Punisher MAX #67

A comic review article by: Dan Hill

A timer counts down. The protagonist has a few hours to save himself before the poison coursing through his veins claims his life. It's a tried and tested plot device in the thriller genre, giving us such works as D.O.A and the OTT Crank. In this current arc of the Punisher MAX series, writer Duane Swierczynski has taken this formula and applied it to Frank Castle himself. A group of people wish to take out a high profile businessman in Philadelphia. To achieve their aims they've made the fatal mistake of abducting Castle, injecting him with a toxin and giving him their target. If he complies, he gets the antidote. Simple. But of course this is a MAX book and it's Frank Castle. Mayhem ensues.

Normally in these kind of situations we watch the protagonist rush through a number of obstacles as he attempts to save himself before it's too late. Swierczynski, however, deviates from this norm. The twist though doesn't feel forced. Instead it emerges organically from Castle's character and mindset. Rather than become someone's tool, Frank decides to use the time he has left to take as many of Philadelphia's criminal element with him, and so the carnage begins.

Swierczynski has a track record of writing in the crime genre through his novel work, and it certainly shows here. He has a good handle on Castle as a character and the internal monologue throughout the issue rings true. Swierczynski also injects elements of black humour into the story, an element that always served Ennis' run well. All I’ll say is it involves a head being ran over. Trust me, it's funny.

Swierczynski also begins to focus a little more in this issue on the group that hatched the plan to snatch Castle in the first place. Then there's Walter. Walter seems to be employed as a sort of bodyguard by Deirdre, the female of the doomed group. Through brief (four panels at most) we see snatches of a specific period in Walter's life. Walter seems to share something with Frank Castle. He was in Vietnam too. At some point though Lt. Walter Rose was kidnapped and submitted to brutal torture at the hands of the Vietcong. His reactions to such flashbacks renders him almost child like in his fragility. However, the way in which Swierczynski and Lacombe present him suggest that something dark is brewing in there. That he could snap at any moment. Maybe it's me just reading too much into it, but the character seems like a container of repressed emotion just ready to explode given the right situation. It also makes him incredibly creepy. Strangely, it was this character that has me itching for the next issue. I really want to see him interact with the Punisher. Given that they share certain portions of their past, I think the encounter is going to be an interesting one to read.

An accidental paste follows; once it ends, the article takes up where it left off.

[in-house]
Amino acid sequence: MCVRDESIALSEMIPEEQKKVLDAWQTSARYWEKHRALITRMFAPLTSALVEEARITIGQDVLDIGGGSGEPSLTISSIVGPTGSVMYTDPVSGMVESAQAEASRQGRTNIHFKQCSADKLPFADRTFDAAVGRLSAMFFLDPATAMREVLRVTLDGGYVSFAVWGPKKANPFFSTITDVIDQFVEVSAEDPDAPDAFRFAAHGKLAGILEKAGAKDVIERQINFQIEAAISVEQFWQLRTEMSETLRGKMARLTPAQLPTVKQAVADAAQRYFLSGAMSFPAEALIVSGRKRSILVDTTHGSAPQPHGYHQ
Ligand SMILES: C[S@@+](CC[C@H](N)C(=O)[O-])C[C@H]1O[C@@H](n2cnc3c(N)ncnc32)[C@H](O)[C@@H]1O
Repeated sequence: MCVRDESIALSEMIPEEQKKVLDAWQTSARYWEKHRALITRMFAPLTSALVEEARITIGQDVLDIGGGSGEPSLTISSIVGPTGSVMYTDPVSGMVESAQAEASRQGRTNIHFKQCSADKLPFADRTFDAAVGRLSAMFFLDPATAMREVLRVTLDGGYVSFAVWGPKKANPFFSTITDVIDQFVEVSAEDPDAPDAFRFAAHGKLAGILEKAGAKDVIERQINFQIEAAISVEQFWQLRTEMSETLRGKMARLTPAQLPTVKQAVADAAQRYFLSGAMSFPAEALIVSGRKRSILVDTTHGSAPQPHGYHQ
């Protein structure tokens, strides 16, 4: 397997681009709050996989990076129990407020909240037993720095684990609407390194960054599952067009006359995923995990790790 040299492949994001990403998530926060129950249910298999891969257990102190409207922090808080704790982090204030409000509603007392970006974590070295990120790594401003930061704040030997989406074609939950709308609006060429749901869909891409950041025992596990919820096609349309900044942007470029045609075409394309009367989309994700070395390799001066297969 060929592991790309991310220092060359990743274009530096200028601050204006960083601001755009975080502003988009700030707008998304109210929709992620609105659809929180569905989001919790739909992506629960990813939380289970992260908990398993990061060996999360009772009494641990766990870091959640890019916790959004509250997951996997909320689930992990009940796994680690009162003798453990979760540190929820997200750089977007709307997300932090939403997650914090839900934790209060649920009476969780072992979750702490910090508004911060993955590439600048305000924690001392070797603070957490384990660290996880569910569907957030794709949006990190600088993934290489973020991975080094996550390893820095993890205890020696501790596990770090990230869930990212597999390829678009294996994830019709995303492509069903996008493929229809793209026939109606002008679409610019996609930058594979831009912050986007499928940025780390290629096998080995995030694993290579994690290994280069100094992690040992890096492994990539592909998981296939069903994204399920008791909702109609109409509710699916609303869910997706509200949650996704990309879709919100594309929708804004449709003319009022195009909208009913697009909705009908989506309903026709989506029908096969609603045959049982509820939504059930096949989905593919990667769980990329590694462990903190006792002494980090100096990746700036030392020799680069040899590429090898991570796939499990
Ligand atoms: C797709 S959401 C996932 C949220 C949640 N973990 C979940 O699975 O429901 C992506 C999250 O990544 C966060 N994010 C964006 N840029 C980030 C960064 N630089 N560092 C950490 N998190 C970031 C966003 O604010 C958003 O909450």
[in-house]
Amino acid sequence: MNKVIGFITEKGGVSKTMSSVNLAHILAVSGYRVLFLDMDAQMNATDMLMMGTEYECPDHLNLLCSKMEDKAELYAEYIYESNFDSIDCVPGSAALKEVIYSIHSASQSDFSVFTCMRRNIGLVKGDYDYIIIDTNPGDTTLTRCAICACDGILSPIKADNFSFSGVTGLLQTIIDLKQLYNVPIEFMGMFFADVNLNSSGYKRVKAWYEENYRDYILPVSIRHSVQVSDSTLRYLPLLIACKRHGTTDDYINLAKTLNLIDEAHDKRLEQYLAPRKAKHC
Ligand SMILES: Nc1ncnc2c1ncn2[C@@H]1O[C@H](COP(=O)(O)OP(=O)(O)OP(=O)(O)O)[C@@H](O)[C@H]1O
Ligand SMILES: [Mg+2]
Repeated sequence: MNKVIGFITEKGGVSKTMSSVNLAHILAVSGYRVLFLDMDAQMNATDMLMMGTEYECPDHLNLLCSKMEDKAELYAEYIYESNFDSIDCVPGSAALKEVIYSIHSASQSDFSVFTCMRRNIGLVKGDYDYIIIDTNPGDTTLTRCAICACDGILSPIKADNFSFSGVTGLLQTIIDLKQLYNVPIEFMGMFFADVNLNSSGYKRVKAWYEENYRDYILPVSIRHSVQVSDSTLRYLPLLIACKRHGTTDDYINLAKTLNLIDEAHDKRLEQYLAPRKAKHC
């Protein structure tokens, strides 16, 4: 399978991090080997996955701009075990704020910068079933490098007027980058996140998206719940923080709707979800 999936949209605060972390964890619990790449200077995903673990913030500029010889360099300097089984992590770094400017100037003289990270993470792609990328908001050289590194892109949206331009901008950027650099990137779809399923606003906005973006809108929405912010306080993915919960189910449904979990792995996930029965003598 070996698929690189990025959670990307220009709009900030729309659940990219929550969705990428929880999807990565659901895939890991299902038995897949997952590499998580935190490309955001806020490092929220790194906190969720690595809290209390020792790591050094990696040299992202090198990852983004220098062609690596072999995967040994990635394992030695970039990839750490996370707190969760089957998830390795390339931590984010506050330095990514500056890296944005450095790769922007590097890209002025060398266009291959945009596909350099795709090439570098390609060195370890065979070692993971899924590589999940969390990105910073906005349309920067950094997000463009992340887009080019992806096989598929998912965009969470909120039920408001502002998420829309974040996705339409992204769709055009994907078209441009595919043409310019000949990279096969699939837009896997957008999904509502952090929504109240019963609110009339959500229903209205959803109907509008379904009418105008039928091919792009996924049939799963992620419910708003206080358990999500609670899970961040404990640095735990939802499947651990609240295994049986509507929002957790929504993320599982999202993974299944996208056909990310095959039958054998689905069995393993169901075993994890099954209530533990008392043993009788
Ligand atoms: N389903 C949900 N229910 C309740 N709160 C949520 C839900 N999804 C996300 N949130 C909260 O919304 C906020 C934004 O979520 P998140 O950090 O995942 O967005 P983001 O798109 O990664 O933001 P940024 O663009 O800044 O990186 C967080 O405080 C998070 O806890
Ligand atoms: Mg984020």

Staying on Lacombe, his art is solid throughout. It's a nice mixture of photo realism and traditional comic book art. In places it reminded me a lot of Steve Epting's work on Captain America but with a more grimy feel to it. A large part of this I would imagine has to do with the colours of Val Staples. The man is largely overlooked for his stellar work on Criminal and he does an amazing job here too. Here the violence is often shown bathed in an almost neon red, something he used recently in Incognito too. It's an effective device and really complements the violent energy going on in the panels.

There's a great Steven Grant quote about the Punisher:
Heidegger, who took Kierkegaard's philosophy further, comes even closer to describing The Punisher: since we can never hope to understand why we're here, if there's even anything to understand, the individual should choose a goal and pursue it wholeheartedly, despite the certainty of death and the meaninglessness of action. That's sure the Punisher as I conceived him: a man who knows he's going to die and who knows in the big picture his actions will count for nothing, but who pursues his course because this is what he has chosen to do.This issue, and the story arc as a whole, sharpens that notion to a fine point. And then stabs you through the eye with it. Overall, this was a great read. Swierczynski gets the balance of violence, black humour and characterization just right. Ennis would be proud.

Community Discussion